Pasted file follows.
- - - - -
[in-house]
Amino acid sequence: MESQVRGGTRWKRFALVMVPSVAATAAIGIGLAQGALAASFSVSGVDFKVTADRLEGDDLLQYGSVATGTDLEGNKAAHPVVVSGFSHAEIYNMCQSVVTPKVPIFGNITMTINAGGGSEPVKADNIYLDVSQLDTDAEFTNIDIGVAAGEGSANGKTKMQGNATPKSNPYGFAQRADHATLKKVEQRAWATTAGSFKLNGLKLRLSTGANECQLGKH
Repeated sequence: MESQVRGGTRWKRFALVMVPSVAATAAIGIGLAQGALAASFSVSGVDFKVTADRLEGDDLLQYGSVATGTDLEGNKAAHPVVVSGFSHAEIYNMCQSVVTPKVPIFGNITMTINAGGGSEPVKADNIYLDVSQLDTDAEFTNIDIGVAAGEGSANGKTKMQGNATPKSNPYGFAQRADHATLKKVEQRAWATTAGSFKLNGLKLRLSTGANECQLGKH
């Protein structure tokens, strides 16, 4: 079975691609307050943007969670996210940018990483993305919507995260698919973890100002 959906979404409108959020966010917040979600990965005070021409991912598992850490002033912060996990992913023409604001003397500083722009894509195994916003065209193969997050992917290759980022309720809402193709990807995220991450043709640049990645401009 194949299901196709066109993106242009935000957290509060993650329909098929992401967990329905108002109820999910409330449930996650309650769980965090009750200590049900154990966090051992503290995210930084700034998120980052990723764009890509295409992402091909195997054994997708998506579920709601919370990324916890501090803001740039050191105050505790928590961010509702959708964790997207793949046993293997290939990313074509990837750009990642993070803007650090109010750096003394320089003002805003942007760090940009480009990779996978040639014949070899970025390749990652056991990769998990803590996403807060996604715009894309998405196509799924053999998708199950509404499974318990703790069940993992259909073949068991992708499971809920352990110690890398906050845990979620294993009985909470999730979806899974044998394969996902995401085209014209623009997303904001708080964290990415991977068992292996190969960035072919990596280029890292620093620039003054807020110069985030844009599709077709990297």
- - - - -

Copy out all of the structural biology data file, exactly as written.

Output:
[in-house]
Amino acid sequence: MESQVRGGTRWKRFALVMVPSVAATAAIGIGLAQGALAASFSVSGVDFKVTADRLEGDDLLQYGSVATGTDLEGNKAAHPVVVSGFSHAEIYNMCQSVVTPKVPIFGNITMTINAGGGSEPVKADNIYLDVSQLDTDAEFTNIDIGVAAGEGSANGKTKMQGNATPKSNPYGFAQRADHATLKKVEQRAWATTAGSFKLNGLKLRLSTGANECQLGKH
Repeated sequence: MESQVRGGTRWKRFALVMVPSVAATAAIGIGLAQGALAASFSVSGVDFKVTADRLEGDDLLQYGSVATGTDLEGNKAAHPVVVSGFSHAEIYNMCQSVVTPKVPIFGNITMTINAGGGSEPVKADNIYLDVSQLDTDAEFTNIDIGVAAGEGSANGKTKMQGNATPKSNPYGFAQRADHATLKKVEQRAWATTAGSFKLNGLKLRLSTGANECQLGKH
């Protein structure tokens, strides 16, 4: 079975691609307050943007969670996210940018990483993305919507995260698919973890100002 959906979404409108959020966010917040979600990965005070021409991912598992850490002033912060996990992913023409604001003397500083722009894509195994916003065209193969997050992917290759980022309720809402193709990807995220991450043709640049990645401009 194949299901196709066109993106242009935000957290509060993650329909098929992401967990329905108002109820999910409330449930996650309650769980965090009750200590049900154990966090051992503290995210930084700034998120980052990723764009890509295409992402091909195997054994997708998506579920709601919370990324916890501090803001740039050191105050505790928590961010509702959708964790997207793949046993293997290939990313074509990837750009990642993070803007650090109010750096003394320089003002805003942007760090940009480009990779996978040639014949070899970025390749990652056991990769998990803590996403807060996604715009894309998405196509799924053999998708199950509404499974318990703790069940993992259909073949068991992708499971809920352990110690890398906050845990979620294993009985909470999730979806899974044998394969996902995401085209014209623009997303904001708080964290990415991977068992292996190969960035072919990596280029890292620093620039003054807020110069985030844009599709077709990297």